Not sure if your health insurance qualifies you for a health savings account or HSA? Laura answers a listener question and covers the facts about what an HSA is and the rules to qualify for one.
What Happens to an HSA When You No Longer Qualify
A common question that comes up is what happens to an HSA balance if you become uninsured or switch to a non-qualified plan. The good news is that you can still use the money in your HSA to pay for medical expenses tax-free. However, you won’t be eligible to make any new contributions if you’re not covered by an HSA-qualified plan.
If you still have funds in an HSA after you turn 65 it morphs into something very similar to a retirement account. You can use the money for non-medical expenses without the steep 20% penalty, but still must pay income tax on those amounts.
How to Fund Your First HSA
You may be thinking that having an HSA sounds great, but where would you get the extra money to fund it? That brings me to one of the HSA’s best features: You can make a once-in-a-lifetime transfer from your IRA to fund an HSA without paying an early withdrawal penalty. That’s how I opened my HSA years ago.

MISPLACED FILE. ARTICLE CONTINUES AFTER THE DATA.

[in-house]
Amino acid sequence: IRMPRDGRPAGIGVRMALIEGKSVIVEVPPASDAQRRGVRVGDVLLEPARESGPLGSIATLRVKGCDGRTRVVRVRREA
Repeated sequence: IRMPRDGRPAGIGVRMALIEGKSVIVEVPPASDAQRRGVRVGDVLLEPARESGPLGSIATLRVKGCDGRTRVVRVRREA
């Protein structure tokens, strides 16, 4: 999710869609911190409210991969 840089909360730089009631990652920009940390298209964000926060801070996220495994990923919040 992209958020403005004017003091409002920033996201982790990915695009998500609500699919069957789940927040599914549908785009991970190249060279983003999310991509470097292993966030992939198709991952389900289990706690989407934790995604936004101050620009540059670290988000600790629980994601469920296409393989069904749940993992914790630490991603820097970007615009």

7 Major Benefits of an HSA
To sum up, here are seven major benefits of an HSA:
- Contributions to an HSA are tax deductible up to the annual legal limit. That means you reduce your taxable income and the amount of tax you have to pay by funding the account.
- You never lose HSA funds because they stay in the account from year to year for your entire life, with no penalty if you don’t spend them.
- Withdrawals from an HSA are never taxed as long as you spend them on qualified medical expenses.
- Contributions grow tax-free when you have interest earnings or investment gains in an HSA, if you spend them on qualified medical expenses now or in retirement.
- You can spend an HSA on you, your family, or your dependents when there are qualified, out-of-pocket, medical expenses.
- You own an HSA and can decide how much to save or spend each year. It’s yours no matter if you change employers, switch health plans, become unemployed, or retire.
- If you no longer have an HDHP you can’t continue making contributions, however, you can always spend it on qualified expenses.
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